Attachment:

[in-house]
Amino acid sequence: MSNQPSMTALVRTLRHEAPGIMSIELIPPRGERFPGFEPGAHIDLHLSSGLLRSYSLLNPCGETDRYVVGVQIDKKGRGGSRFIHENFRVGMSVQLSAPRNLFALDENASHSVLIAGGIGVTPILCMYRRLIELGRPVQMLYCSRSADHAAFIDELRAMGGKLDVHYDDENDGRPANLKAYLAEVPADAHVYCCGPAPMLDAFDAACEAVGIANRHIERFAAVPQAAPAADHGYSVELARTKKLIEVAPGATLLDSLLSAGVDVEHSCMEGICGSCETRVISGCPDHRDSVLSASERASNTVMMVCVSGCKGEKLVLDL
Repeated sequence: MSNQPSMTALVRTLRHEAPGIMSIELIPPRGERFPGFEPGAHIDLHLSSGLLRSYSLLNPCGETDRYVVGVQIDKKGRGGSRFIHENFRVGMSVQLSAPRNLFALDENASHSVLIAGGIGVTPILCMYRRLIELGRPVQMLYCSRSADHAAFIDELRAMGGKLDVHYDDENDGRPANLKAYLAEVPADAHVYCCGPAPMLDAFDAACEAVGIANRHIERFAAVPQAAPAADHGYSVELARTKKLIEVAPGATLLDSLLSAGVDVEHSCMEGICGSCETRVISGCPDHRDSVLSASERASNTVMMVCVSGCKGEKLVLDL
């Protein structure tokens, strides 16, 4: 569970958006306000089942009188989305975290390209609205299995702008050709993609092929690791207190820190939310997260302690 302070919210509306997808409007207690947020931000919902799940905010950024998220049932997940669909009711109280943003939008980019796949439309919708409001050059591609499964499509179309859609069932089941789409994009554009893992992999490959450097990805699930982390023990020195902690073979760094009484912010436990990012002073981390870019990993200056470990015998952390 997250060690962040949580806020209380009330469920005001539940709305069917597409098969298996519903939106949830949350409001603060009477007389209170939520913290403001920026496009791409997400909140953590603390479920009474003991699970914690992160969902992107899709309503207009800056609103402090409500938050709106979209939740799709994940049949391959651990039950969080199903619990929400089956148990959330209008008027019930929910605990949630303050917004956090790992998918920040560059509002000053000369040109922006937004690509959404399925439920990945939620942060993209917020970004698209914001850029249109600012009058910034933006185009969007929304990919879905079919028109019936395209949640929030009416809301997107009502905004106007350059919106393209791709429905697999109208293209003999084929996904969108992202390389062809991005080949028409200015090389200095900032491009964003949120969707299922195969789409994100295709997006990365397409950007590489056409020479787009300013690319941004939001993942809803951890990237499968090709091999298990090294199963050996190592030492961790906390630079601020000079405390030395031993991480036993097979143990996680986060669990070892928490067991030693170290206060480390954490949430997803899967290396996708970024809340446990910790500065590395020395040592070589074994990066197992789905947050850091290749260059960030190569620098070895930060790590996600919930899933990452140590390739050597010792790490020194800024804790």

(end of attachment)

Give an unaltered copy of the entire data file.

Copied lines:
[in-house]
Amino acid sequence: MSNQPSMTALVRTLRHEAPGIMSIELIPPRGERFPGFEPGAHIDLHLSSGLLRSYSLLNPCGETDRYVVGVQIDKKGRGGSRFIHENFRVGMSVQLSAPRNLFALDENASHSVLIAGGIGVTPILCMYRRLIELGRPVQMLYCSRSADHAAFIDELRAMGGKLDVHYDDENDGRPANLKAYLAEVPADAHVYCCGPAPMLDAFDAACEAVGIANRHIERFAAVPQAAPAADHGYSVELARTKKLIEVAPGATLLDSLLSAGVDVEHSCMEGICGSCETRVISGCPDHRDSVLSASERASNTVMMVCVSGCKGEKLVLDL
Repeated sequence: MSNQPSMTALVRTLRHEAPGIMSIELIPPRGERFPGFEPGAHIDLHLSSGLLRSYSLLNPCGETDRYVVGVQIDKKGRGGSRFIHENFRVGMSVQLSAPRNLFALDENASHSVLIAGGIGVTPILCMYRRLIELGRPVQMLYCSRSADHAAFIDELRAMGGKLDVHYDDENDGRPANLKAYLAEVPADAHVYCCGPAPMLDAFDAACEAVGIANRHIERFAAVPQAAPAADHGYSVELARTKKLIEVAPGATLLDSLLSAGVDVEHSCMEGICGSCETRVISGCPDHRDSVLSASERASNTVMMVCVSGCKGEKLVLDL
């Protein structure tokens, strides 16, 4: 569970958006306000089942009188989305975290390209609205299995702008050709993609092929690791207190820190939310997260302690 302070919210509306997808409007207690947020931000919902799940905010950024998220049932997940669909009711109280943003939008980019796949439309919708409001050059591609499964499509179309859609069932089941789409994009554009893992992999490959450097990805699930982390023990020195902690073979760094009484912010436990990012002073981390870019990993200056470990015998952390 997250060690962040949580806020209380009330469920005001539940709305069917597409098969298996519903939106949830949350409001603060009477007389209170939520913290403001920026496009791409997400909140953590603390479920009474003991699970914690992160969902992107899709309503207009800056609103402090409500938050709106979209939740799709994940049949391959651990039950969080199903619990929400089956148990959330209008008027019930929910605990949630303050917004956090790992998918920040560059509002000053000369040109922006937004690509959404399925439920990945939620942060993209917020970004698209914001850029249109600012009058910034933006185009969007929304990919879905079919028109019936395209949640929030009416809301997107009502905004106007350059919106393209791709429905697999109208293209003999084929996904969108992202390389062809991005080949028409200015090389200095900032491009964003949120969707299922195969789409994100295709997006990365397409950007590489056409020479787009300013690319941004939001993942809803951890990237499968090709091999298990090294199963050996190592030492961790906390630079601020000079405390030395031993991480036993097979143990996680986060669990070892928490067991030693170290206060480390954490949430997803899967290396996708970024809340446990910790500065590395020395040592070589074994990066197992789905947050850091290749260059960030190569620098070895930060790590996600919930899933990452140590390739050597010792790490020194800024804790």